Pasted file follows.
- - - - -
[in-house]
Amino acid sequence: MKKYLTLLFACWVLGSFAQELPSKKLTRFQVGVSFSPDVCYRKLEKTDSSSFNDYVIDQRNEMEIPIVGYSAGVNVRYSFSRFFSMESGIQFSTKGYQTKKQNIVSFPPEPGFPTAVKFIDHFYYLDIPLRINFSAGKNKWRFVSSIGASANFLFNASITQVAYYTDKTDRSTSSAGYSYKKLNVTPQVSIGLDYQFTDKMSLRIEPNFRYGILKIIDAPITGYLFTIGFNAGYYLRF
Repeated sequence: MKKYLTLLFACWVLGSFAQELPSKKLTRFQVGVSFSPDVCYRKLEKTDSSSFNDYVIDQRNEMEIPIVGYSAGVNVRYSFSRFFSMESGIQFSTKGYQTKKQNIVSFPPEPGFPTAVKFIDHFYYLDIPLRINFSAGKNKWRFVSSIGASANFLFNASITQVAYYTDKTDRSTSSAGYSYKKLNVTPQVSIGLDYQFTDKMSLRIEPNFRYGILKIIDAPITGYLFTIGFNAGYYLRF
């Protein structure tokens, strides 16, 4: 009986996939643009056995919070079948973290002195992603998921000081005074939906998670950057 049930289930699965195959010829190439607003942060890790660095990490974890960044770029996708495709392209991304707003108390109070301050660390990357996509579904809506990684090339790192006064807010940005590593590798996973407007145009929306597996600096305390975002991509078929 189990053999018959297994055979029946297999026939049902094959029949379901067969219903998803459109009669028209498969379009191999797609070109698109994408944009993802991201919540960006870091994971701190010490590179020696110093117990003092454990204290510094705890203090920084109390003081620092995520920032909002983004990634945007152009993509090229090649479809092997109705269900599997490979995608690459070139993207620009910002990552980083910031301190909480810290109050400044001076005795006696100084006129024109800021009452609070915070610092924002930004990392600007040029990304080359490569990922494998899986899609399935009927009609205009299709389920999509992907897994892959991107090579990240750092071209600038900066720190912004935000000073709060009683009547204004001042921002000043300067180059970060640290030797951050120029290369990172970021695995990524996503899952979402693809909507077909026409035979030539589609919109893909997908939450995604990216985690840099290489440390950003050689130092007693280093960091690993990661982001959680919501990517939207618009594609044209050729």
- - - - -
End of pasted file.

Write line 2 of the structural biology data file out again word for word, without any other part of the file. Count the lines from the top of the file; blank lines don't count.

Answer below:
Amino acid sequence: MKKYLTLLFACWVLGSFAQELPSKKLTRFQVGVSFSPDVCYRKLEKTDSSSFNDYVIDQRNEMEIPIVGYSAGVNVRYSFSRFFSMESGIQFSTKGYQTKKQNIVSFPPEPGFPTAVKFIDHFYYLDIPLRINFSAGKNKWRFVSSIGASANFLFNASITQVAYYTDKTDRSTSSAGYSYKKLNVTPQVSIGLDYQFTDKMSLRIEPNFRYGILKIIDAPITGYLFTIGFNAGYYLRF